WARNING: There are spoilers below for the current season of Game of Thrones, so continue at your own peril.
Entertainment Weekly spoke with Kit Harington, the once-and-future Jon Snow, about his recent resurrection at the end of the last episode, and specifically how it changes Jon as a character. Here's what the actor told the magazine:
“At first, I was worried that he’ll wake up and he’s the same, back to normal — then there’s no point in that death. He needs to change. There’s a brilliant line when Melisandre asks: ‘What did you see?’ And he says: ‘Nothing, there was nothing at all.’ That cuts right to our deepest fear, that there’s nothing after death. And that’s the most important line in the whole season for me. Jon’s never been afraid of death, and that’s made him a strong and honorable person. He realizes something about his life now: He has to live it, because that’s all there is. He’s been over the line and there’s nothing there. And that changes him. It literally puts the fear of god into him. He’s seen oblivion and that’s got to change somebody in the most fundamental way there is. He doesn’t want to die ever again. But if he does, he doesn’t want to be brought back.”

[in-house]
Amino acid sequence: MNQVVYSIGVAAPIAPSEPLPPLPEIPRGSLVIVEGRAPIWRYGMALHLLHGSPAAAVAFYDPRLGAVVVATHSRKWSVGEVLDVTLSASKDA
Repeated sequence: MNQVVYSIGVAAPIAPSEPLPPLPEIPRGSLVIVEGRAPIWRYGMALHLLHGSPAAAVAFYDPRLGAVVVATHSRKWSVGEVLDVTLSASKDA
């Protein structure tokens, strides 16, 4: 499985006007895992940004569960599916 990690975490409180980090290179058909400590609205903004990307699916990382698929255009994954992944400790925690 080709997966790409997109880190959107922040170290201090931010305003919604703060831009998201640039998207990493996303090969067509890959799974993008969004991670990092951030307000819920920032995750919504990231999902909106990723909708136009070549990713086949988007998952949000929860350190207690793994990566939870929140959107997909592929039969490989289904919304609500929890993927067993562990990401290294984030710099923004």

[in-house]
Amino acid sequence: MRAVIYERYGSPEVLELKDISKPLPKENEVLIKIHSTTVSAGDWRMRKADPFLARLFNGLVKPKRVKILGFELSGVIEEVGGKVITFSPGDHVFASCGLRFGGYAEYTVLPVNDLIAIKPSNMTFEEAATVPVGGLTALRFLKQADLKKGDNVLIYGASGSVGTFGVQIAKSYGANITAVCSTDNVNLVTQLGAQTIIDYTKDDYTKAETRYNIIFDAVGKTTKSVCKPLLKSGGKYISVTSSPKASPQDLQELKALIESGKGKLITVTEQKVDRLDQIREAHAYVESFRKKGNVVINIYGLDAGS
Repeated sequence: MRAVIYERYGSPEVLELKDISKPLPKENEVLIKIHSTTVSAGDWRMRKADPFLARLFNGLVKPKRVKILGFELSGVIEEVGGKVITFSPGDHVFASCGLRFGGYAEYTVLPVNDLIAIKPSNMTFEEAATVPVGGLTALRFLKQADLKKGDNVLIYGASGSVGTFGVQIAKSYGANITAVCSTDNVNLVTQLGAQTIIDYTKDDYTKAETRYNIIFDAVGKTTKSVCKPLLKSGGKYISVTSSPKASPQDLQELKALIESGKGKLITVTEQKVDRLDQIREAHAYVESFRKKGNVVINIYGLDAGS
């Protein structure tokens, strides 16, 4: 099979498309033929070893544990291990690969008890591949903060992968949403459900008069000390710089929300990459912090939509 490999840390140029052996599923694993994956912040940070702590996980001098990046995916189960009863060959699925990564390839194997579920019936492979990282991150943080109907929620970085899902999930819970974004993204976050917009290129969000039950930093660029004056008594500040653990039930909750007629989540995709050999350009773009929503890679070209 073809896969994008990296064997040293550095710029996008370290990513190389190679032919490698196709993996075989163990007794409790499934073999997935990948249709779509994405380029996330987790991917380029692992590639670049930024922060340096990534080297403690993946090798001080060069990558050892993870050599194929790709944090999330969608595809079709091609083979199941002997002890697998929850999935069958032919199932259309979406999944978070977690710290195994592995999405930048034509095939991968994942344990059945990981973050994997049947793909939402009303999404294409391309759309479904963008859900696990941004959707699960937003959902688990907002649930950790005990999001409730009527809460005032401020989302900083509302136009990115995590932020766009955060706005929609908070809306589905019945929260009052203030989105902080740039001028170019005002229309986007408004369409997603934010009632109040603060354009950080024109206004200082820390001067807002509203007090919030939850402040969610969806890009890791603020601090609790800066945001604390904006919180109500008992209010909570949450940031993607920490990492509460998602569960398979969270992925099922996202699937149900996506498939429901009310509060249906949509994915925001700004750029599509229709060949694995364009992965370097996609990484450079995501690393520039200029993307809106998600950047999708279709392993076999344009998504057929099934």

As you probably expected, it certainly sounds like Jon's return from the great beyond won't be simple. However, if Harington is telling the truth — hey, remember when he lied for a year about Jon's fate? — this could mean that a popular theory has just been discredited.
The theory is that Jon is a warg like Bran, able to take control of animals and see through their eyes. The idea is that Jon instinctively transferred himself into his direwolf Ghost, when he was betrayed by his Brothers of the Knights Watch in the Season 5 finale.
According to Harington, there was nothing in the afterlife — so he wasn't biding his time, skulking around as Ghost — a fact that's surely going to weigh on the character in the episodes to come.
Something else to think about: If Jon were to die again, it's going to be for good. Jon Snow seems to have no desire to wind up like the consistently resurrected Beric Dondarrion.